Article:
A village too small, the death of a baby
The Willimantic Chronicle
The death of 7-month-old Michael Brown Jr. and the subsequent arraignment of his foster mother, Suzanne Listro, on manslaughter charges is both heart-breaking and troubling.
The death of any baby is tragic. The death of a baby who represents the plight of countless other infants, children and teens in desperate need for stable, loving homes makes Michael's death even more distressing.
It is understandable that faced with a such a shortage of foster homes, the state Department of Children and Families leaped at the chance to place a baby with one of its own. Listro was a 12-year veteran of DCF and was currently working as a DCF consultant.
In hindsight, it may have been a mistake.
DCF workers overlooked danger signals when placing Michael with Listro. DCF Commissioner Susan Hamilton said after Listro's arrest that she had identified "both procedural and individual performance concerns" in regards to the check of Listro's background.
That is bureaucrat speech for overlooking two earlier investigations - one in 2006, the other in 2007 - of allegations Listro had abused her adopted son. The allegations were not substantiated at the time but Hamilton characterized that investigation last week as "substandard and unacceptable."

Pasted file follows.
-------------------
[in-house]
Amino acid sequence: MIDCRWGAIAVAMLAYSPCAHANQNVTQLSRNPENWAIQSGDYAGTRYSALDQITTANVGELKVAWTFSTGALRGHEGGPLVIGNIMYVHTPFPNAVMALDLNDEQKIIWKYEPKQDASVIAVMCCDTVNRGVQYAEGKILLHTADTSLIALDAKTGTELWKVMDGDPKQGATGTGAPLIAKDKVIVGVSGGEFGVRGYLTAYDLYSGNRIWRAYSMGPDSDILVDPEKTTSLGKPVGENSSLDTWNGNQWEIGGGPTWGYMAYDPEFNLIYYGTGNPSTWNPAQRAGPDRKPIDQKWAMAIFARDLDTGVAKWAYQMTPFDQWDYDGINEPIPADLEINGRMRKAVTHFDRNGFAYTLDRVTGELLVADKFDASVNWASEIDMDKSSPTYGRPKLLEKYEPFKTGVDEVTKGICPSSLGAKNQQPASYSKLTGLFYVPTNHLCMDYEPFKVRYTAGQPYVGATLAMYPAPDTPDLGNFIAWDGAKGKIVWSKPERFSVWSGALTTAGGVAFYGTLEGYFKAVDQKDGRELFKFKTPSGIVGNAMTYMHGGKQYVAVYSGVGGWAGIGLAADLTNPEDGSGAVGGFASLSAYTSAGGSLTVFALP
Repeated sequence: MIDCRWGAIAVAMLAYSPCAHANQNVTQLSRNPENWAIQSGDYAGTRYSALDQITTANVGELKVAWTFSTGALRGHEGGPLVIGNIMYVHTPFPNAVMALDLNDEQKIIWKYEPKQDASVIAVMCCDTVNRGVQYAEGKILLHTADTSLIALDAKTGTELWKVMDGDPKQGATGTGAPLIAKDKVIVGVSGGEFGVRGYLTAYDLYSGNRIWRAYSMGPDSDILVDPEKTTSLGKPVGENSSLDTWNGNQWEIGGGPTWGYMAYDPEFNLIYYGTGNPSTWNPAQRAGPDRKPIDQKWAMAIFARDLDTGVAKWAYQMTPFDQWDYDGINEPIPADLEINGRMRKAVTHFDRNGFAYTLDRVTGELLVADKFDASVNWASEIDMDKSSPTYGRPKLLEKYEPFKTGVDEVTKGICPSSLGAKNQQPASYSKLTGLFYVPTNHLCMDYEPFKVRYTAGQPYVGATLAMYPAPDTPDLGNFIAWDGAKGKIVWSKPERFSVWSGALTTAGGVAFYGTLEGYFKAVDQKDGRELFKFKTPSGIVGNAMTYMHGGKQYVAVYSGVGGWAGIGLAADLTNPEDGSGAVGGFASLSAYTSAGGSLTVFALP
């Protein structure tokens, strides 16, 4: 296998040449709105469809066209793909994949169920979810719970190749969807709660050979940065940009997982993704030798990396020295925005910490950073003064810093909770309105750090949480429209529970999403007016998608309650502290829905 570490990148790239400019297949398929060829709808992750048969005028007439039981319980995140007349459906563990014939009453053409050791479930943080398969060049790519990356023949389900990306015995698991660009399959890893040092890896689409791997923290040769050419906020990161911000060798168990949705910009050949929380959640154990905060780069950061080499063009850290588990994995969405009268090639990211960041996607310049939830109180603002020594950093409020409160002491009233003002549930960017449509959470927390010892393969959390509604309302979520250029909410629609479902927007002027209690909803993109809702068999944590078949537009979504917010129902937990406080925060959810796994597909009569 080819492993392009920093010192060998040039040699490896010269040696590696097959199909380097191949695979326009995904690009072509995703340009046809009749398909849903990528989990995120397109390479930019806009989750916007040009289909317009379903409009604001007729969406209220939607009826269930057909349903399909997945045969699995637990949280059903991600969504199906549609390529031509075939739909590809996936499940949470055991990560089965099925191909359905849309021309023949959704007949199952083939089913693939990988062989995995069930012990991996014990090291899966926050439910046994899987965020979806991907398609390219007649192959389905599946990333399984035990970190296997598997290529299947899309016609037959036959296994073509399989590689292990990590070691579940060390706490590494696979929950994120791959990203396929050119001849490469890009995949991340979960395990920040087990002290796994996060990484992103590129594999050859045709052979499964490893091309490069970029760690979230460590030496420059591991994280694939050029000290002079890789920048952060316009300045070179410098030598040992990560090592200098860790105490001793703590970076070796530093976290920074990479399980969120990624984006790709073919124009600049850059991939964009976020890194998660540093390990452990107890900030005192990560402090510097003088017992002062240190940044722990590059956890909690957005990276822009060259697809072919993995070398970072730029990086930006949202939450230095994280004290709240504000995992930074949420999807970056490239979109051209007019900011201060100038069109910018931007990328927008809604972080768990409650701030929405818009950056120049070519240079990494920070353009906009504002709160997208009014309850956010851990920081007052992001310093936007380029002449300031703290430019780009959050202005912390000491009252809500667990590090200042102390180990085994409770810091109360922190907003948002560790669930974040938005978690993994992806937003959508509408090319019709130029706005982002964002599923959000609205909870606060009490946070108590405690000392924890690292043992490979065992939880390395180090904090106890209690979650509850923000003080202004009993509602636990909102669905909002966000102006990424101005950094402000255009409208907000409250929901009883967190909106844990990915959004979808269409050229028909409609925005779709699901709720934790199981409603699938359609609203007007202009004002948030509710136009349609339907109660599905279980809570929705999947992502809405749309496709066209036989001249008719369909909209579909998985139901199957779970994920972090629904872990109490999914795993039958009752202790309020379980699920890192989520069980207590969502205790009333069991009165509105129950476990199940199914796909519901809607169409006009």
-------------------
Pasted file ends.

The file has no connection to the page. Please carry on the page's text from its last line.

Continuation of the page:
Even more disturbing was the revelation that complaints against DCF workers were not entered into a centralized database if the investigators found the allegations to be unsubstantiated. Maintaining a record of complaints against employees only in paper copies makes it more difficult to do background checks.
To her credit, Hamilton disciplined two workers involved in Listro's background check and ordered some immediate procedural changes. The most profound is the outsourcing of licensing checks of DCF employees. This will help ensure the same sort of arm's length review to which other prospective foster parents are subject.
The full details of this particular case will be revealed in the trial - and in the long run are not really that significant.
The significance of the death of Michael Brown Jr.
is that the village is too small, or too uncaring, to care for all its children.